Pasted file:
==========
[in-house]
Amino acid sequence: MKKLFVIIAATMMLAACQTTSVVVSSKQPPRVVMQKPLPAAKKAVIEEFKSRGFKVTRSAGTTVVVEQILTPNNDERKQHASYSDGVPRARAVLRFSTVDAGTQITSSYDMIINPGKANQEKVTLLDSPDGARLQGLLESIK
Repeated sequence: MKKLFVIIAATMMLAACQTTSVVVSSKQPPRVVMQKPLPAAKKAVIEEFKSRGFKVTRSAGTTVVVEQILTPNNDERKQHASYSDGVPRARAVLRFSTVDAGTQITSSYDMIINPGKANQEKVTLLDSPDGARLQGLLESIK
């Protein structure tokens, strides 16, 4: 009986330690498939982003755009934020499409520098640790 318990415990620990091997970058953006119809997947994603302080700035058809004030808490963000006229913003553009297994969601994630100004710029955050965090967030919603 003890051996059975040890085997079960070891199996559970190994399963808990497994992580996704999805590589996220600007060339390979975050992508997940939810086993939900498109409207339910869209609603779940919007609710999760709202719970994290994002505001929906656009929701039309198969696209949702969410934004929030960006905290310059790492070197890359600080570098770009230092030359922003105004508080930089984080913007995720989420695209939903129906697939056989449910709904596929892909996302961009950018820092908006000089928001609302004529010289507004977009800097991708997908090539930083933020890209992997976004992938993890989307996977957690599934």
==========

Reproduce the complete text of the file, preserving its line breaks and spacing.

[in-house]
Amino acid sequence: MKKLFVIIAATMMLAACQTTSVVVSSKQPPRVVMQKPLPAAKKAVIEEFKSRGFKVTRSAGTTVVVEQILTPNNDERKQHASYSDGVPRARAVLRFSTVDAGTQITSSYDMIINPGKANQEKVTLLDSPDGARLQGLLESIK
Repeated sequence: MKKLFVIIAATMMLAACQTTSVVVSSKQPPRVVMQKPLPAAKKAVIEEFKSRGFKVTRSAGTTVVVEQILTPNNDERKQHASYSDGVPRARAVLRFSTVDAGTQITSSYDMIINPGKANQEKVTLLDSPDGARLQGLLESIK
């Protein structure tokens, strides 16, 4: 009986330690498939982003755009934020499409520098640790 318990415990620990091997970058953006119809997947994603302080700035058809004030808490963000006229913003553009297994969601994630100004710029955050965090967030919603 003890051996059975040890085997079960070891199996559970190994399963808990497994992580996704999805590589996220600007060339390979975050992508997940939810086993939900498109409207339910869209609603779940919007609710999760709202719970994290994002505001929906656009929701039309198969696209949702969410934004929030960006905290310059790492070197890359600080570098770009230092030359922003105004508080930089984080913007995720989420695209939903129906697939056989449910709904596929892909996302961009950018820092908006000089928001609302004529010289507004977009800097991708997908090539930083933020890209992997976004992938993890989307996977957690599934």